MATHEMATICALLY speaking, there was little reason why Charlie Manuel should have sent Geoff Jenkins to the plate in the bottom of the sixth inning yesterday afternoon.
Trailing by two runs with a man on first and two outs, the Phillies manager was determined to pinch-hit for righthanded-hitting So Taguchi, who started in rightfield and was batting eighth.
At his disposal was dependable reserve infielder Greg Dobbs, who entered the game hitting .444 with 11 RBI as a pinch-hitter. Dobbs was hitting .459 with men on base, .353 with two outs in an inning, and .357 against righthanders like Doug Waechter, who had taken the place of lefty starter Andrew Miller at the start of the inning.
Yet when Waechter was taking his warmup pitches at the start of the frame, Manuel noticed that he was keeping the ball down in the strike zone. So with Pat Burrell on first and a chance to tie the game, he called on Jenkins, a dangerous low-ball hitter who was 0-for-9 as a pinch-hitter this season.
The move, like most of the ones Manuel has made this season, worked. After taking a changeup for a ball, Jenkins sent a 1-0 fastball sailing into the seats in rightfield for a two-run homer that tied the game and set the stage for Burrell's two-run double in the seventh that lifted the Phillies to a 7-5 victory.
"We just go up there when he tells us . . . he can handle that part of it," said Jenkins, who has just one other pinch homer in his career. "But there are going to be situations when we come off the bench where we have to come up big. It doesn't necessarily need to be a home run, but maybe it's a walk, a base hit, whatever it needs to be."
Like that sixth-inning switch, everything came up aces for the Phillies, who improved to 33-25 and regained a half-game lead over the Marlins for first place in the National League East.
After Phillies lefthander Jamie Moyer allowed four runs in the third inning, including a three-run home run that was Mike Jacobs' second homer of the game, they rode their gloves and their bats to rally from a 5-1 deficit.
Chase Utley was once again Chase Utley, hitting a home run for the fourth straight game and making a remarkable defensive play that robbed Jeremy Hermida of a base hit. The home run, a solo shot, came in the third inning off Miller and landed somewhere near the visiting bullpen in right-centerfield. It improved his major league-leading home-run totals, both overall (20) and against lefthanders (11), and put him on pace for 55 home runs, which would break the record for home runs by a second baseman (42) shared by Rogers Hornsby (1922) and Davey Johnson (1973).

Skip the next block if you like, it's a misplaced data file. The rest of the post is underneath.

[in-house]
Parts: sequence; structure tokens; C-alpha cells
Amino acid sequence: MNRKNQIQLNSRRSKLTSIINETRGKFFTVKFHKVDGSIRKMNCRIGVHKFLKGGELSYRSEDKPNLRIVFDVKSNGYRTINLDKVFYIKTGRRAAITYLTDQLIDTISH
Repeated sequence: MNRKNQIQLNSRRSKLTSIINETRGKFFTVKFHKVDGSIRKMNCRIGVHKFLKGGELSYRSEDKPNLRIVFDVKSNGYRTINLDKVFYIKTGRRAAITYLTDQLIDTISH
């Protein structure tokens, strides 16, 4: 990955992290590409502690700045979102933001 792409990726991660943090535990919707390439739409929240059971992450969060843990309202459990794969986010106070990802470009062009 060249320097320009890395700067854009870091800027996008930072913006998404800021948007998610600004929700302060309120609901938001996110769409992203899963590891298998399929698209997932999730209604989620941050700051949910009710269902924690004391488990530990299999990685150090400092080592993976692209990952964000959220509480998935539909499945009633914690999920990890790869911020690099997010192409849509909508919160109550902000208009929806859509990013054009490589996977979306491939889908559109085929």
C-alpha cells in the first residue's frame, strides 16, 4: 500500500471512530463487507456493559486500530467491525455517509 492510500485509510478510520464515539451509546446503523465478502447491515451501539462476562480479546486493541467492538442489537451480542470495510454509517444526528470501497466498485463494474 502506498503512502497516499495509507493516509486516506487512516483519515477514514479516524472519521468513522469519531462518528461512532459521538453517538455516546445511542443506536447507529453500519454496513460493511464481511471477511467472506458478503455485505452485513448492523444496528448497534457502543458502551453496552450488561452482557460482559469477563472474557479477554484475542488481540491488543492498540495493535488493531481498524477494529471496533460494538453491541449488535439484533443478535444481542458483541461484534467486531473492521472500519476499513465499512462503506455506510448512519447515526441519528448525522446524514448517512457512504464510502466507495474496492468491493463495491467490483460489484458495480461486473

Utley now has a hit in seven straight games and has hit home runs in six of his last seven. He also has 17 RBI in his last seven games.
The defensive play came in the fifth as Utley chased down a ball to his right, then threw to first across his body and against his momentum to end the inning.
"That's Chase Utley," said first baseman Ryan Howard, who made a couple of nice plays of his own, including a diving catch of a bunt attempt by Jacque Jones in the seventh inning, as Moyer, the bullpen, and the defense combined to hold the Marlins scoreless for the game's final six innings. "Nothing can surprise me right now with the way Chase is playing."
Moyer picked up his fourth straight victory, and his fifth in his last six starts, improving to 6-3 with a 4.65 ERA. He allowed four of his five runs on Jacobs' two home runs, a solo shot in the second and a three-run blast in the third.
But he faced just 12 batters in his final four innings, getting doubleplays after allowing singles in the sixth and the seventh. Moyer, who threw 90 pitches, finished with five runs on seven hits with three strikeouts and no walks.
Jenkins' two-run homer tied the game at 5-5, and Burrell hit a two-run double with two out in the seventh off righthander Logan Kensing to drive in the eventual winning runs.
"It was 2-2, and the guy throws pretty hard, so you've got to be ready for the fastball," Burrell said. "He threw one kind of down and I was able to just squeak it down the line there."
Tom Gordon walked the first batter he faced in the eighth, but after a quick pep talk from Jimmy Rollins - "Throw strikes, Babe Ruth's dead," the MVP shortstop told him - he retired the final three batters he faced. That set up another dominant ninth inning from Brad Lidge, who struck out two of the three batters he faced and recorded his 13th save.
The Phillies won two out of three from the Marlins, and now host Cincinnati before embarking on a road trip that will take them through Atlanta, Florida and St. Louis. *
For more Phillies coverage and opinion, read David Murphy's blog, High Cheese, at http://go.philly.com/highcheese.